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Second Marriage and Estate Planning

Estate planning should be a top priority for anyone, regardless of their assets, age, or marital status. But what if you’re entering into a second marriage and need to make revisions to an existing plan? Although this will complicate your planning, it doesn’t mean you have to start over from scratch. Of the nearly 24,000 divorces that occur every year in Washington, over half of them had children involved, meaning your plan will have to reflect not only your previous spouse but also your joint children. If you’ve remarried and are unsure of your next steps, call William E. Morgan, Attorney at Law in Grays Harbor County today for a consultation.

Rights of a Surviving Spouse

When you get married in Washington, your spouse is entitled to certain rights under state law, including, most importantly, inheritance laws. This means any property acquired during the marriage is automatically considered joint property (called community property). It also means that if you die without a will in place, your spouse will likely inherit all of your assets. To avoid this, you must have a well-written estate plan in place.

Creating an Estate Plan in a Second Marriage

A second marriage complicates your estate planning, but a skilled attorney can help make sense of it all. Here are the most common factors to consider as you begin updating your plan.

  • Prenuptial agreement: Any marriage can benefit from a prenup, but they’re often more useful in a second marriage. Those getting remarried can often have a more practical outlook, and a prenup can be a good way to delineate assets and protect your estate.

  • Inheritance of the children: Consider both existing children and any new children you may have in your second marriage. Many choose to allocate assets to adult children during their lifetime by setting up a trust. Furthermore, minor children will need a designated legal guardian should you pass away before they come of age.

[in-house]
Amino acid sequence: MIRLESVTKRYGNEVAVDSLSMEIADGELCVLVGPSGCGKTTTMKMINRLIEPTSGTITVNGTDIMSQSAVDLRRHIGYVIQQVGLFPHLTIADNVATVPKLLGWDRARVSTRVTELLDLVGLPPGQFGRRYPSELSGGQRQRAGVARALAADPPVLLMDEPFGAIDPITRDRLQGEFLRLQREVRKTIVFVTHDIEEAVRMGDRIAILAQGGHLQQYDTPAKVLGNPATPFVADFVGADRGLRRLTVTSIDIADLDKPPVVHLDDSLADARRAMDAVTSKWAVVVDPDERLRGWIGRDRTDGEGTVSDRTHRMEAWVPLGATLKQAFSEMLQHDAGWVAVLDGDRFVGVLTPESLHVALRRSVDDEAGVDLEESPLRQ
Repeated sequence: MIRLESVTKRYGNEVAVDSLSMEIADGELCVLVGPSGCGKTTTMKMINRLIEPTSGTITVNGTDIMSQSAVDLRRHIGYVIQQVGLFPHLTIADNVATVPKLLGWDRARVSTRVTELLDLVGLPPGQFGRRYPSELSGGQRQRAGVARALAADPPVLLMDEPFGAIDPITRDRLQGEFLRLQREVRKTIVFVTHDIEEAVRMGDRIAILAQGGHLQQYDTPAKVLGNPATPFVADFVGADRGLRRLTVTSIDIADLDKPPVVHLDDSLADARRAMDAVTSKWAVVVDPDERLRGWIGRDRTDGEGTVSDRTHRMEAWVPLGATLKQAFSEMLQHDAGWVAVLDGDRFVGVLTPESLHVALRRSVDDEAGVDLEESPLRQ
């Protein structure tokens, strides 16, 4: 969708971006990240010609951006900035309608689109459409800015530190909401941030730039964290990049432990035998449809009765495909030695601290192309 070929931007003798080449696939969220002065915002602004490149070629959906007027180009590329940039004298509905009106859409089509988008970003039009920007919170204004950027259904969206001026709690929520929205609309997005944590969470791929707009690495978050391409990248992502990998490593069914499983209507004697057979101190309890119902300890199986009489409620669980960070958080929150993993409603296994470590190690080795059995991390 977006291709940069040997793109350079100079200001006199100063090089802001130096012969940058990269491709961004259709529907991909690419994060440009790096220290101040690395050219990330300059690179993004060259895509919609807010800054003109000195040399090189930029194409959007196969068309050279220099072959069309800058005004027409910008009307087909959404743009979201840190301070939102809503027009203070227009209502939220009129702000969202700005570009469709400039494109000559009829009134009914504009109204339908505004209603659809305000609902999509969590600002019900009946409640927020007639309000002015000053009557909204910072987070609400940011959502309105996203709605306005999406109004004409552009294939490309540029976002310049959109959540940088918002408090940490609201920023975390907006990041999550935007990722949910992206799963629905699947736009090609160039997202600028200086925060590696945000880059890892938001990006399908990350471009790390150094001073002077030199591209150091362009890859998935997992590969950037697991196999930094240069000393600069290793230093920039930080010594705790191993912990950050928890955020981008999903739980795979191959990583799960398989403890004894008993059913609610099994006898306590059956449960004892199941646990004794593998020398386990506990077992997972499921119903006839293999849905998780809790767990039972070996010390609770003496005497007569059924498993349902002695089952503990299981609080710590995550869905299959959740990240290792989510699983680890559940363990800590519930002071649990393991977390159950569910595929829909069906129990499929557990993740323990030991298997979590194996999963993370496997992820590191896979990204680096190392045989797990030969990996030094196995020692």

• Trusts to protect assets: Trusts are especially helpful to differentiate assets between your current and former spouse. Trusts give you flexibility and allow your beneficiaries a smoother transition in acquiring their assets. If all parties are aware of the trust, it can drastically diminish in-fighting among heirs.

  • Beneficiaries: Any estate plan should be reviewed and updated every few years, but this is especially important during a major life event like getting remarried. You’ll likely want to change your beneficiary to your new spouse for real property, investments, and retirement accounts.

  • Long-term care costs: Long-term care insurance and an advanced healthcare directive can ensure your heirs won’t be saddled with the burden of medical bills should you require long-term nursing care.

Common Mistakes to Avoid

Of course, it’s easy to get swept up with the excitement of a new marriage, but that shouldn’t keep you from prudent planning. Here are three main mistakes to avoid

  • Waiting too long: It’s essential your estate plan is updated immediately upon remarriage. Because of Washington’s inheritance laws, if you die while married and without an updated will or estate plan, your wishes will likely not be carried out as you’d want.

  • Not changing beneficiaries: As your assets mature and your family structure changes, your estate plan should also change. For example, adult children from your previous marriage may not need as much as they once did. It’s okay to reallocate assets and rename beneficiaries to your new spouse or new children who may be more in need.

  • Doing it yourself: Estate plans are a lot of work and deserve the time and effort to do it right. If you try to go it alone, you run the risk of making a mistake that could have severe ramifications down the road. By hiring an experienced ​​estate planning attorney, you’ll know that your assets are protected and that your loved ones will be looked after.

Let William E. Morgan, Attorney at Law Help

The only constant in life is change, and the best thing we can do in the face of this is be adaptable and responsive. For long-term planning, this means taking a critical look at your existing estate plan and understanding how local laws and new marriages will affect your choices. Those in Grays Harbor County or Pacific County should call William E. Morgan, Attorney at Law today for practical guidance on creating an estate plan in a second marriage.